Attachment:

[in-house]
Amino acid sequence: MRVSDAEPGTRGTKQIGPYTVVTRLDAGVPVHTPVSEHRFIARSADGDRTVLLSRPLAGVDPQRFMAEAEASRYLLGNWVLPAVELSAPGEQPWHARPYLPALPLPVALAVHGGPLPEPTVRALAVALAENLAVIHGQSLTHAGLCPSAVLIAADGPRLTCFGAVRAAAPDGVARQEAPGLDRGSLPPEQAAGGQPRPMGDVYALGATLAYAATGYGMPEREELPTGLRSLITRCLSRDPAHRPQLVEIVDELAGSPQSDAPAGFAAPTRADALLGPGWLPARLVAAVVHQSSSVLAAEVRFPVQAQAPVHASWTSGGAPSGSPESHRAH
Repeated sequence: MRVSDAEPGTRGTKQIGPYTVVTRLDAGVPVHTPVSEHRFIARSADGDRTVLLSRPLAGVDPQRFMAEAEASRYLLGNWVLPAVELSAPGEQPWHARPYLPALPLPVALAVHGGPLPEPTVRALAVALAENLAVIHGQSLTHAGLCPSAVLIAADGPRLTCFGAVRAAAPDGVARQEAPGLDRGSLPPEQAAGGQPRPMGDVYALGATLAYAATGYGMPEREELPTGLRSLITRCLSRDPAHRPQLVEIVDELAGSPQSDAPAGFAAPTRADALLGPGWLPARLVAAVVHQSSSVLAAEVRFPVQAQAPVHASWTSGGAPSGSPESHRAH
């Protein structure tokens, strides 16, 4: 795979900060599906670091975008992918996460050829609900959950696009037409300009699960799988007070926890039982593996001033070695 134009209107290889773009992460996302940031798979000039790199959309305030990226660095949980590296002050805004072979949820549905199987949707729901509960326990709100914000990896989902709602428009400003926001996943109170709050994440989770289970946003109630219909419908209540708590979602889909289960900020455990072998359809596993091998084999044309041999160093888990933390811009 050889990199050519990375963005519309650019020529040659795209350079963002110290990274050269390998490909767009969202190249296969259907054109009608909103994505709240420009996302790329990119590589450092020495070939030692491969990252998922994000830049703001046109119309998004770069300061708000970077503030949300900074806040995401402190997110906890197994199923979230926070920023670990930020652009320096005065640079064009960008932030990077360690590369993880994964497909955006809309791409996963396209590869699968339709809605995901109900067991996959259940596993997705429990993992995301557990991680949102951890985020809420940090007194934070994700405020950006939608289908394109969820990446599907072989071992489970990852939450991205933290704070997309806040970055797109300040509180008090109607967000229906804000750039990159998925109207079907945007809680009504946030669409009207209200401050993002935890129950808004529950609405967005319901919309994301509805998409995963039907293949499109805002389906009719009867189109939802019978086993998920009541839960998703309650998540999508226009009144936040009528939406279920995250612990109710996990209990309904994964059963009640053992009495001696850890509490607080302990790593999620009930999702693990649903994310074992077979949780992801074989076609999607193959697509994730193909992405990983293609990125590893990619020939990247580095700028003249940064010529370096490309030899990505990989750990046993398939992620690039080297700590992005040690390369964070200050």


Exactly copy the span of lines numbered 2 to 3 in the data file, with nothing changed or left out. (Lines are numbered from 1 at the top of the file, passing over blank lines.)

Amino acid sequence: MRVSDAEPGTRGTKQIGPYTVVTRLDAGVPVHTPVSEHRFIARSADGDRTVLLSRPLAGVDPQRFMAEAEASRYLLGNWVLPAVELSAPGEQPWHARPYLPALPLPVALAVHGGPLPEPTVRALAVALAENLAVIHGQSLTHAGLCPSAVLIAADGPRLTCFGAVRAAAPDGVARQEAPGLDRGSLPPEQAAGGQPRPMGDVYALGATLAYAATGYGMPEREELPTGLRSLITRCLSRDPAHRPQLVEIVDELAGSPQSDAPAGFAAPTRADALLGPGWLPARLVAAVVHQSSSVLAAEVRFPVQAQAPVHASWTSGGAPSGSPESHRAH
Repeated sequence: MRVSDAEPGTRGTKQIGPYTVVTRLDAGVPVHTPVSEHRFIARSADGDRTVLLSRPLAGVDPQRFMAEAEASRYLLGNWVLPAVELSAPGEQPWHARPYLPALPLPVALAVHGGPLPEPTVRALAVALAENLAVIHGQSLTHAGLCPSAVLIAADGPRLTCFGAVRAAAPDGVARQEAPGLDRGSLPPEQAAGGQPRPMGDVYALGATLAYAATGYGMPEREELPTGLRSLITRCLSRDPAHRPQLVEIVDELAGSPQSDAPAGFAAPTRADALLGPGWLPARLVAAVVHQSSSVLAAEVRFPVQAQAPVHASWTSGGAPSGSPESHRAH